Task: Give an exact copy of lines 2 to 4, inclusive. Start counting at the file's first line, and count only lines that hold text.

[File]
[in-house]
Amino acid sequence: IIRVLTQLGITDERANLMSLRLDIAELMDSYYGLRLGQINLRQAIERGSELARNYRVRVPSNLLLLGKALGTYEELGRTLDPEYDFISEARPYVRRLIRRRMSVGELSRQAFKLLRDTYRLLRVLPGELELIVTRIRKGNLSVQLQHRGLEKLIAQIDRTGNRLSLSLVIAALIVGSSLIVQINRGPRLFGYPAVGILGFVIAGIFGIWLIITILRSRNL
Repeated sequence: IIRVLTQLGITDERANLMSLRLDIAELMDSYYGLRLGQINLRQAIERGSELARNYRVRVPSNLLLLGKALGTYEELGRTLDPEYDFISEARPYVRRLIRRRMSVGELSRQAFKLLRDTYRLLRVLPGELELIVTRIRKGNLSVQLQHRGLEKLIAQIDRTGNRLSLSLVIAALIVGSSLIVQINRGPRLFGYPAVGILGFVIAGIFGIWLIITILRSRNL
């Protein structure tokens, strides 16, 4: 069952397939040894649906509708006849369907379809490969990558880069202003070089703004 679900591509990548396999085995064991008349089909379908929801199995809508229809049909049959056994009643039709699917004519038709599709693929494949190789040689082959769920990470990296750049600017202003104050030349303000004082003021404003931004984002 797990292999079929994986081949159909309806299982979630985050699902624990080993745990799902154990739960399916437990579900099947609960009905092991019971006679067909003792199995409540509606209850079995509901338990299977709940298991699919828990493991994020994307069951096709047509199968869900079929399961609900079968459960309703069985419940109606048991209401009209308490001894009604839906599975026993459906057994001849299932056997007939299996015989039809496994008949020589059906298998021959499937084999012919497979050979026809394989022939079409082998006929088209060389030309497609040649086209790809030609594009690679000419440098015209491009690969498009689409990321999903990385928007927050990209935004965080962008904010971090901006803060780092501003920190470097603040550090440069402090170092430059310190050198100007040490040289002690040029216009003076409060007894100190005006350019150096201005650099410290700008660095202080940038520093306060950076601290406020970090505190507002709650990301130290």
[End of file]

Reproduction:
Amino acid sequence: IIRVLTQLGITDERANLMSLRLDIAELMDSYYGLRLGQINLRQAIERGSELARNYRVRVPSNLLLLGKALGTYEELGRTLDPEYDFISEARPYVRRLIRRRMSVGELSRQAFKLLRDTYRLLRVLPGELELIVTRIRKGNLSVQLQHRGLEKLIAQIDRTGNRLSLSLVIAALIVGSSLIVQINRGPRLFGYPAVGILGFVIAGIFGIWLIITILRSRNL
Repeated sequence: IIRVLTQLGITDERANLMSLRLDIAELMDSYYGLRLGQINLRQAIERGSELARNYRVRVPSNLLLLGKALGTYEELGRTLDPEYDFISEARPYVRRLIRRRMSVGELSRQAFKLLRDTYRLLRVLPGELELIVTRIRKGNLSVQLQHRGLEKLIAQIDRTGNRLSLSLVIAALIVGSSLIVQINRGPRLFGYPAVGILGFVIAGIFGIWLIITILRSRNL
């Protein structure tokens, strides 16, 4: 069952397939040894649906509708006849369907379809490969990558880069202003070089703004 679900591509990548396999085995064991008349089909379908929801199995809508229809049909049959056994009643039709699917004519038709599709693929494949190789040689082959769920990470990296750049600017202003104050030349303000004082003021404003931004984002 797990292999079929994986081949159909309806299982979630985050699902624990080993745990799902154990739960399916437990579900099947609960009905092991019971006679067909003792199995409540509606209850079995509901338990299977709940298991699919828990493991994020994307069951096709047509199968869900079929399961609900079968459960309703069985419940109606048991209401009209308490001894009604839906599975026993459906057994001849299932056997007939299996015989039809496994008949020589059906298998021959499937084999012919497979050979026809394989022939079409082998006929088209060389030309497609040649086209790809030609594009690679000419440098015209491009690969498009689409990321999903990385928007927050990209935004965080962008904010971090901006803060780092501003920190470097603040550090440069402090170092430059310190050198100007040490040289002690040029216009003076409060007894100190005006350019150096201005650099410290700008660095202080940038520093306060950076601290406020970090505190507002709650990301130290």